We’re not overly pessimistic on the economy, but it’s hard to ignore truths when every one else falsely cheers a housing recovery.
So do yourself a favor… when housing bulls, for example, tell you all is fine, ignore them.
Sure, construction of new homes, helped by good weather, rebounded in November. And sure, the gain is a hopeful sign of a housing recovery. And yea, sales have surged in recent months, as homebuyers scrambled to take advantage of the first time home buyer tax credit.
But there’s only one problem with the bullishness. It’s overdone. There is no recovery… the crash is far from over. Even Moody’s doesn’t see any end to the housing meltdown, believing that home prices will soon start moving back down because of coming foreclosures.
Another obstacle for the housing recovery is the number of mortgages that are underwater where borrowers owe more than what the house is worth. This negative equity doesn’t qualify those people for refinancing and even prevents them from selling the home.
But the most devastating of all could be the coming Option ARM resets of 2010 and beyond. It could easily lead to higher unemployment, housing glut, decreased home values, and the death of the cash-strapped consumer. And if you want to make money on this, you simply short housing, housing-related retailers, and the financial community.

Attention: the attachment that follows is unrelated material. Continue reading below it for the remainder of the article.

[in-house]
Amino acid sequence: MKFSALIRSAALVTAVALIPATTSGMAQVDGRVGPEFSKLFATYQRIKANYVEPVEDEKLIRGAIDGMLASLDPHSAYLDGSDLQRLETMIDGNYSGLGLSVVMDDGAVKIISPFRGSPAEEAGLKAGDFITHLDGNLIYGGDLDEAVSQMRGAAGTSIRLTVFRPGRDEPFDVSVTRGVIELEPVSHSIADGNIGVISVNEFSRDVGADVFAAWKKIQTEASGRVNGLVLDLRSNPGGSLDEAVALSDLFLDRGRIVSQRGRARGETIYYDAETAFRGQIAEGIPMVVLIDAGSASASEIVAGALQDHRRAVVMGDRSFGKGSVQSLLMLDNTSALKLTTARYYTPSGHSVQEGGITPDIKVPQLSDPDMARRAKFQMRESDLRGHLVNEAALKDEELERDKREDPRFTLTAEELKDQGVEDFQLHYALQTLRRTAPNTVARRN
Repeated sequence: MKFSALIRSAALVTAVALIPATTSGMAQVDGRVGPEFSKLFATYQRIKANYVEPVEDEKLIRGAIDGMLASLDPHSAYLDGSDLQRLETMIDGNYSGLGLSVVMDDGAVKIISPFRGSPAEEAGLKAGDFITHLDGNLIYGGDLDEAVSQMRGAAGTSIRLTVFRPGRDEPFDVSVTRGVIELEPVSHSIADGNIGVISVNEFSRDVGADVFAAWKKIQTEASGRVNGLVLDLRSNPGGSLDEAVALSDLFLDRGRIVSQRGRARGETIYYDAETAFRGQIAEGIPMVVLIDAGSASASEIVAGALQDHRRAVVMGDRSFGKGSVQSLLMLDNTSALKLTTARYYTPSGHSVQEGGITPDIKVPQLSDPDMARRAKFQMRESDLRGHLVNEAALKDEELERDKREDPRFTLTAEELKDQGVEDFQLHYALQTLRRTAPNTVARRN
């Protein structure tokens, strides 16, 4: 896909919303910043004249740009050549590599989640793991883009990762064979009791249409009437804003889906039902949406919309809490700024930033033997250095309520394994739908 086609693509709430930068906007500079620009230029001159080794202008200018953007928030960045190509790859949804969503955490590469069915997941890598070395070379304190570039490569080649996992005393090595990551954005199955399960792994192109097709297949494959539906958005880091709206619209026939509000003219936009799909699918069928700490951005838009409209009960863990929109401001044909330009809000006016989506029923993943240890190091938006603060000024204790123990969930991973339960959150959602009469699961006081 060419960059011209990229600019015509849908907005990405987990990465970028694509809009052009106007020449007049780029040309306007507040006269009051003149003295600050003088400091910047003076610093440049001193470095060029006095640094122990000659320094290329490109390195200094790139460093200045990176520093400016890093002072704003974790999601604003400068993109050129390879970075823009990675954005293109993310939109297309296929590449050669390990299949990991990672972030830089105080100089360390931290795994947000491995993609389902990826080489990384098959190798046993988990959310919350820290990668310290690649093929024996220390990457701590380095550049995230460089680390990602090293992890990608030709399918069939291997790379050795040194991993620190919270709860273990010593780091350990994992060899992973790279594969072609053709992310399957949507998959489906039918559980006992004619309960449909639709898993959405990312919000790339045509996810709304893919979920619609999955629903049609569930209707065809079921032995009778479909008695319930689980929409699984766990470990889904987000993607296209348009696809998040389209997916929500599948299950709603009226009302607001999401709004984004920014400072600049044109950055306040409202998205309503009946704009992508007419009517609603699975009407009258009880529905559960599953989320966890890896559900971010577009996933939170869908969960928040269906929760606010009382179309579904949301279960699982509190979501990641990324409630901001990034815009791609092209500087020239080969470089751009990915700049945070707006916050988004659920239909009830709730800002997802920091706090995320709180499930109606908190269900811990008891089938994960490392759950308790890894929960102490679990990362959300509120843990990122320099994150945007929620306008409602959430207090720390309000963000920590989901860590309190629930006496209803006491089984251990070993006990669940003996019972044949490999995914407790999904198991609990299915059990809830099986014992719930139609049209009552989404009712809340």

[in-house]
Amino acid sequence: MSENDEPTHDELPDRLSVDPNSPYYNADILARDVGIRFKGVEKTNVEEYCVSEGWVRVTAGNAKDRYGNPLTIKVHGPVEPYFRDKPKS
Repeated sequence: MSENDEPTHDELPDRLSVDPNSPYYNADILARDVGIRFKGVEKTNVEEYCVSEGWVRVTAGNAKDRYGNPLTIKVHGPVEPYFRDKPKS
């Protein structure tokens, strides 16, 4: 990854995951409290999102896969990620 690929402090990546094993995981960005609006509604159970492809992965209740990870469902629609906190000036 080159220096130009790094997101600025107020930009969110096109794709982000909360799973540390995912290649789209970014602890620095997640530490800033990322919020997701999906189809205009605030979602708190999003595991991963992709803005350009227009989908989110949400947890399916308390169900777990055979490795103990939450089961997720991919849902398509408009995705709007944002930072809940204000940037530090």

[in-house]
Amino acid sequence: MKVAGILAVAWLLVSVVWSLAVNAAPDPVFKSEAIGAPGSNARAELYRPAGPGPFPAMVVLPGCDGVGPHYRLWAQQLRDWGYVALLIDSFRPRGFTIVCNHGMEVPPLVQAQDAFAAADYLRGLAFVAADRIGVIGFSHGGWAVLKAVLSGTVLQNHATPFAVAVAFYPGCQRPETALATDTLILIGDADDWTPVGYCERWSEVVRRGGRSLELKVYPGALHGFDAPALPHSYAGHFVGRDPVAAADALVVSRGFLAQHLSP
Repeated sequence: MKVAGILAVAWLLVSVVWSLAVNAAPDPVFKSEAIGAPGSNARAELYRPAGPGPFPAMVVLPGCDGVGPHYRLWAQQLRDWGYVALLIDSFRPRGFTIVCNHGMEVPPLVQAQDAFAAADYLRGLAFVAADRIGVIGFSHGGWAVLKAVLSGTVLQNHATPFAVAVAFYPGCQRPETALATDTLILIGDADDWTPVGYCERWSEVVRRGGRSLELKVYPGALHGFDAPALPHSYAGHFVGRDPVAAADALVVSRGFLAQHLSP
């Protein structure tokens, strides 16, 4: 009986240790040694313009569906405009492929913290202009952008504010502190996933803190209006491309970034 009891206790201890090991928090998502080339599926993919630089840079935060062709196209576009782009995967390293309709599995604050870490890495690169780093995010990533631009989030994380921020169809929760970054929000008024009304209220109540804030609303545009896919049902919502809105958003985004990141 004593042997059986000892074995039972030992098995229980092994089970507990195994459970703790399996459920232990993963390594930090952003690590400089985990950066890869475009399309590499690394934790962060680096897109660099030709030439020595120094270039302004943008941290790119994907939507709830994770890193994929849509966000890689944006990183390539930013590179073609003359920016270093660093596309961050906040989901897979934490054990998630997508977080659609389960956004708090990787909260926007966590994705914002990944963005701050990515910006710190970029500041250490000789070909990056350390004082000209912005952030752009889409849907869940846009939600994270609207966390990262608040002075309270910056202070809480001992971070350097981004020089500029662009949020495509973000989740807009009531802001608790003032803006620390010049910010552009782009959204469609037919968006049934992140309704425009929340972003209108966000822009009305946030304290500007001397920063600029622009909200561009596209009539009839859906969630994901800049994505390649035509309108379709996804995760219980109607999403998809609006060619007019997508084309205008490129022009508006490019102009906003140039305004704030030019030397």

What do you think will happen to housing when the resets happen? What do you think will happen when monthly payments on a $400,000 mortgage jumps from $1,287 to $2,593?
We’re not trying to scare you… this is reality. And you have to play it smart.
The Year of Option ARM Resets. . . and Why There’s No Foreseeable Bottom.
Just as 2007 and 2008 were the years of subprime woes, this one will go down as the year of Option ARM resets (or adjustable rate mortgage resets). With billions in Option ARM resets in 2009 and 2010, this crisis is about to unleash a fury no one’s prepared for.
It won’t be as bad as subprime, of course. It’ll be worse.
That’s because lenders created these ARMs with “teaser” features for borrowers, which included making lower minimal payments for the first few years before the loan reset to a higher payment schedule.
And if that weren’t bad enough, there was another feature called “negative amortization,” which meant you weren’t paying back any principal.
In fact, with negative amortization loans your loan balance increased over time. Incredulously, every time you made a payment, you owed the bank even more. These are the loans that allowed consumers to buy houses they couldn’t otherwise afford.
As for speculators, they may use negative amortization loans if they believe prices will increase at a fast pace. But with the opposite happening, they’re out of luck.
And the banks will be left holding the bag.
So do yourself a favor. Ignore the housing bulls… they want to learn the hard way.